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Wednesday, October 01, 2014

I'm a tutor. How can I help you?



              
Image: writingworkshop.blogs.wesleyan.edu 
Upon entering you could assume that you have entered into a library. In the large classroom size room there are shelves with books along one wall. There is one wall with many large windows and a long table with computers are at the bottom of the windows. Comfy chairs occupy the corners and in the middle of the floor are several tables. The Salt Lake Community College, Student Writing Center is a very open and welcoming place. For my semester project I have chosen to work in this writing center.

My first day has come and gone and I admit, I was nervous but having observed several sessions it wasn’t too overwhelming. In the hour that I was scheduled, there was an abundance of staff and the writing center was slow. I didn’t get to tutor that day but I need to do 15 hours and so I’m sure that I will get my chance. I took the slowness to re- think about the observations I did and what I wanted to do and how I wanted to do things differently. 

For one of my observation sessions I was able to see two very opposite sessions happening at the same time. Two friends walked into the SWC (student writing center) and the first one received a tutor that was interested in them the moment they sat down. The second had to get their tutor’s attention by another staff member. The tutor didn’t even close their own work. I was shocked that the second tutor immediately, upon receiving the student’s paper, wrote all over it and changed almost everything on the first page.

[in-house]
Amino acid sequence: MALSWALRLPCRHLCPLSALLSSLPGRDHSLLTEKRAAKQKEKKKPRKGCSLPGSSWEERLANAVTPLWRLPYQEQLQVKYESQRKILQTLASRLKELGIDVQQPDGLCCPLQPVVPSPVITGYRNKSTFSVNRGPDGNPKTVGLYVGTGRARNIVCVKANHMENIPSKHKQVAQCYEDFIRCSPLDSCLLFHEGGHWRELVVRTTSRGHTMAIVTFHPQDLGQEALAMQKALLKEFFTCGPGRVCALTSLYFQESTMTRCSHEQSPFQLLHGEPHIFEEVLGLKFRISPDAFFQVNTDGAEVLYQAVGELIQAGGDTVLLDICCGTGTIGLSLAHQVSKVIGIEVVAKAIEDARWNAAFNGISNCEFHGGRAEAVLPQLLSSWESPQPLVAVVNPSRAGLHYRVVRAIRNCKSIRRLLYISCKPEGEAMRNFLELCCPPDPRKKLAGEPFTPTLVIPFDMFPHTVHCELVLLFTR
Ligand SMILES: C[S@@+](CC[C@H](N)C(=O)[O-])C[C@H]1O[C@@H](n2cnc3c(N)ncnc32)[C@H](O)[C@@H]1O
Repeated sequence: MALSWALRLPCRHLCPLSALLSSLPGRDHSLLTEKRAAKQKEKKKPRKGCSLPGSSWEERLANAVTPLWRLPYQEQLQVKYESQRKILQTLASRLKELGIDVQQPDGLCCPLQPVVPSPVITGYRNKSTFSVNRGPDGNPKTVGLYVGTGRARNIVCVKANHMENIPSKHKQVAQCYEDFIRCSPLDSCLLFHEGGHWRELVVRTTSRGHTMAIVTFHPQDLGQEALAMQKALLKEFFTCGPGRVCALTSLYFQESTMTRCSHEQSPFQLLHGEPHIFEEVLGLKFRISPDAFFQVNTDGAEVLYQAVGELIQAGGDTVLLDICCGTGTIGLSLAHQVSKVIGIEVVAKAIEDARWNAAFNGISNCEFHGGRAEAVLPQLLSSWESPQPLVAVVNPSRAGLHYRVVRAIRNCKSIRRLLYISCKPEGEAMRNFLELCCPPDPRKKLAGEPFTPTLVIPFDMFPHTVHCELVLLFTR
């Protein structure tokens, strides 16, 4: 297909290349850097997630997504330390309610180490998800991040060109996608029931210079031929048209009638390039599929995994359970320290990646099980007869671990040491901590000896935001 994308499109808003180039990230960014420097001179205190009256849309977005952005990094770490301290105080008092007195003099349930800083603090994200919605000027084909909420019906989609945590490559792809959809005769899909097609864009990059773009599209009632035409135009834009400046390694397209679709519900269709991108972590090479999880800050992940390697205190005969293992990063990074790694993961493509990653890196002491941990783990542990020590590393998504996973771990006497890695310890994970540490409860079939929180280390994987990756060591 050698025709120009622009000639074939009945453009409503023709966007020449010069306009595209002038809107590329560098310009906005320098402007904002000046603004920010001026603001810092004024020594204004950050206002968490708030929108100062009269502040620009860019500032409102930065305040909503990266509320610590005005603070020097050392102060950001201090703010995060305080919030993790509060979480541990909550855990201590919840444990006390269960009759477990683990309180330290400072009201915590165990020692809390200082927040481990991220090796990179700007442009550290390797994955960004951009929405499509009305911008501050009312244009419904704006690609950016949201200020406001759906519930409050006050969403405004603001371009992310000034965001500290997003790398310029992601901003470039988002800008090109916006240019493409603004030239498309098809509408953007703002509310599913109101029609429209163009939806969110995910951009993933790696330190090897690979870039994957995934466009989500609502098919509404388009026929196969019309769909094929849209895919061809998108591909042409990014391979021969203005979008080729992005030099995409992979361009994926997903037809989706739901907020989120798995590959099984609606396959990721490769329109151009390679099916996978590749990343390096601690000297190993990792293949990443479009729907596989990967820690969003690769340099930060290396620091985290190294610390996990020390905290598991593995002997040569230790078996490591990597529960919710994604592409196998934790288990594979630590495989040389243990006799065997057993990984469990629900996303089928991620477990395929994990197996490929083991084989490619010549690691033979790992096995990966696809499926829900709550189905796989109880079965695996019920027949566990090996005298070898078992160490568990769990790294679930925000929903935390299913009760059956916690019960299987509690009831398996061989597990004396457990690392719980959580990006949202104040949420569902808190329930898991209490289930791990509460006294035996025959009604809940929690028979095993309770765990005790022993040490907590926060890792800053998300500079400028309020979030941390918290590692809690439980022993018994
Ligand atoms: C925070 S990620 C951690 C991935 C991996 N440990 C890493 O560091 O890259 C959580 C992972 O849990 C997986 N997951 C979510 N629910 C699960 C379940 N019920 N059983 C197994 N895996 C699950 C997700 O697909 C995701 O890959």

When I checked on the first student I noticed their session was very happy. They were laughing and sharing the student’s paper. The tutor was very engaged in the work they were there to do. The second tutor was very quiet and the student sat across from them, wringing their hands. I realized then that no tutors are alike and that I want to be very involved with the student’s work and with the student. They are coming in for help and if I just take over, do it for them or make them feel uncomfortable-- they won’t want to come back again. When the two student's left one was smiling and very happy. Student number two looked like they would never return.

                Overall, I am very excited for the work that we do in helping the student’s and I am glad to have this opportunity.

1 comment:

  1. What an eye-opening experience to watch the two opposite sessions unfolding at the same time and to see so clearly what made one session positive and encouraging vs. what made the other session negative and discouraging. It's good to know what behaviors and attitudes to avoid as well as what to emulate.

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